Discussion at the La Cañada Unified School District Governing Board’s meeting this week indicated that the panel wishes to place a parcel tax measure renewal vote on the March 2020 ballot, and will work toward building momentum to that end.
School officials offered a timeline — with steps including building consensus among taxpayers, fashioning a measure that would most appeal to voters and supporting a community advocacy campaign — for a possible renewal measure, and asked for feedback at the district’s website at lcusd.net.
“It’s important for us to note all funds stay within the district and all funds are dedicated toward supporting education,” Superintendent Wendy Sinnette told the board Tuesday night, referring to the anticipated tax. “They cannot be taken by the state and they cannot be used for [LCUSD] administrative salaries. As we look at the future parcel tax, what the board is recommending is an extension, not an increase.”
The tax would have a no-sunset clause, meaning it would have to be ended by voters, she said. Sinnette added there is a commitment to a continued exemption for property owners ages 65 and older.
At a special board meeting in August, consultants hired by the district said there was about 73% support to extend the tax measure at its current rate, Sinnette said.
“The board is going to engage, as is district administration and all of our community, in outreach, in consensus building, in listening to you as to what the priorities are, how you think the dollars should be spent and how we can get you to support and advocate for the measure,” Sinnette told an audience attending the meeting at school district headquarters.
Board members have until Dec. 6 to determine if they want to approve language for a parcel tax measure on the March ballot. If approved, the board would then back away from active advocacy, and the proposed tax renewal would become a community action campaign.
Board members appeared to be on board with the tax. One of them, Dan Jeffries, said the business of La Cañada Flintridge has always been its schools, adding it was important to note the intent to continue the senior exemption.
“I think what is fascinating is a very high percentage of our seniors chose not to take advantage of the exemption,” Jeffries said. “I think that says a lot about our community supporting schools.”
Board member Ellen Multari said the LCUSD gets $2,200-$2,500 less per student in state funding than other districts in California because it benefits less from funding formulas — the district has fewer children receiving free and reduced-price lunches, for instance — than other schools, so the tax renewal would be helpful.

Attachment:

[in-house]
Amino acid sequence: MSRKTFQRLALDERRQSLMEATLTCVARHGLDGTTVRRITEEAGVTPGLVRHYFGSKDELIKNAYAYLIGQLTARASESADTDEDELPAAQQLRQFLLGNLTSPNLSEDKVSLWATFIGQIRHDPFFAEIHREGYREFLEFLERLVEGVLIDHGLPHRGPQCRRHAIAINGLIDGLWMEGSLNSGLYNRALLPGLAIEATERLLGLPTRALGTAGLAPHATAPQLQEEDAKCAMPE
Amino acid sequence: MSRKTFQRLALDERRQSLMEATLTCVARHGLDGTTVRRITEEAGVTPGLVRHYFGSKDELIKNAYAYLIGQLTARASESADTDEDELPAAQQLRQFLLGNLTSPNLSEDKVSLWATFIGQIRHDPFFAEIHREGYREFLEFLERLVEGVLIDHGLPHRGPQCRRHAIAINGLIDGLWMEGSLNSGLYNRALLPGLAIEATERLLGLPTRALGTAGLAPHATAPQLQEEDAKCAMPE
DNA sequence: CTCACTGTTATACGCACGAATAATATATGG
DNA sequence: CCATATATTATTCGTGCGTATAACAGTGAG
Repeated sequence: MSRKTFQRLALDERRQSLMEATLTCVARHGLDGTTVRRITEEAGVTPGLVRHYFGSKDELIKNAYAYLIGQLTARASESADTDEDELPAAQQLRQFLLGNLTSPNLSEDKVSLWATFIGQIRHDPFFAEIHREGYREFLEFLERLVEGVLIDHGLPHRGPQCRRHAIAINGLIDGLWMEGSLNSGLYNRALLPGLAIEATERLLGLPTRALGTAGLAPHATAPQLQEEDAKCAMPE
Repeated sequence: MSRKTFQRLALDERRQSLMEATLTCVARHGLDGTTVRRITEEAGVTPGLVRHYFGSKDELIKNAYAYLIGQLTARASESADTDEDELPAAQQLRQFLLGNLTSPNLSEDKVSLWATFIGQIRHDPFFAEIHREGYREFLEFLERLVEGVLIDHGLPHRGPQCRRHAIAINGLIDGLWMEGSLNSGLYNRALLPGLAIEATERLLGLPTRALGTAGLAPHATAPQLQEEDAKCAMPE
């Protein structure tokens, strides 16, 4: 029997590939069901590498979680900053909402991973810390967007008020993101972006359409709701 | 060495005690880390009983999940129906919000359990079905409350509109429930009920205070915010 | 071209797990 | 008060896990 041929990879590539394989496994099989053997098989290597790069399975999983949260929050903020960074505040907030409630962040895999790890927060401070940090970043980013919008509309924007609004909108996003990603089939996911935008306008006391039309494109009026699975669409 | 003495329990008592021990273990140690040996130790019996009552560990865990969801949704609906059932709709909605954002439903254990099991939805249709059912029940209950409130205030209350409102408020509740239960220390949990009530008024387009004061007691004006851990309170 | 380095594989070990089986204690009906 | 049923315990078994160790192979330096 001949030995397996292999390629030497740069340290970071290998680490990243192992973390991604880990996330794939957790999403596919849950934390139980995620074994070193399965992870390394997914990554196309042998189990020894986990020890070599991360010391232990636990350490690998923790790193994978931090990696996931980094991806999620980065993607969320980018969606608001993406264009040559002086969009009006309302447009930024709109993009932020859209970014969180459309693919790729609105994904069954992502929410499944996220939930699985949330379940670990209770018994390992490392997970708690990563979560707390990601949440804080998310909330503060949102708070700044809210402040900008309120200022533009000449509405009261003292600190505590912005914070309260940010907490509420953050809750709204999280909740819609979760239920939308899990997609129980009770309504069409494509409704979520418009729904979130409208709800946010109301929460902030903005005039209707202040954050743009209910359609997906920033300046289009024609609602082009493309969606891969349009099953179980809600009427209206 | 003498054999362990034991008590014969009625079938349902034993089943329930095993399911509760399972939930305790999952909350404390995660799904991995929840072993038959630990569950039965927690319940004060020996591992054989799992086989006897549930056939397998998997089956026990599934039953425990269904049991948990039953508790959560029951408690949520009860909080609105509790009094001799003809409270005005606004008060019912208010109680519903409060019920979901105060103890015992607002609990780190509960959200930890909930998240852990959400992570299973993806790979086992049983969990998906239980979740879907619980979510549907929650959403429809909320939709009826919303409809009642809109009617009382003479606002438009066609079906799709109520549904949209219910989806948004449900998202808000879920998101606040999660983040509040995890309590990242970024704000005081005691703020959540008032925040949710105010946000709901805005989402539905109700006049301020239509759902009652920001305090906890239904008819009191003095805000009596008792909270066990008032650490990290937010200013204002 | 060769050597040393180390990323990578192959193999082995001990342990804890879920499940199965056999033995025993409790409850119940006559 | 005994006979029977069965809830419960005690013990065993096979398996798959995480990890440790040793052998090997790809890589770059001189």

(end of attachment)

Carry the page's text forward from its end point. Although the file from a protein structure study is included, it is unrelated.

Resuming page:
“That’s why it really falls on us as a community to back these kinds of measures,” Multari said. “It really is the difference between a more mediocre school district and an excellent school district.”
Board Vice President Joe Radabaugh noted that while a recent Measure LCF bond was for much-needed capital projects, including school buildings and infrastructure, the parcel tax is separate and its revenues go into the general fund for teachers and instructional programs.
“They complement each other,” Radabaugh said.
The estimated cost to the district for a parcel tax election is about $120,000. Consultants recommend that it be offered at the current rate of $450 per parcel, with adjustments for the annual consumer price index to offset inflation. The vote would extend a tax that was passed in 2014 and is set to expire in June 2021.
LCHS science instructor Richard Weld, who said he represented members of the La Cañada Teachers Association, said his organization enthusiastically supported the measure.
“We understand, as everyone has been mentioning, that state funding is inadequate for the world-class schools we provide here in La Cañada,” Weld said. “We need this extra funding.”
INCLUSION CONSULTANT INSTALLED
Board members also installed Christina Hale-Elliott as the new diversity, equity and inclusion consultant. Her contract is for $95,000, with funds coming from the district’s 2019-20 general fund.
“Her skills, strengths and talents appear to be an optimal match for our district,” Sinnette said before the board voted to approve the appointment.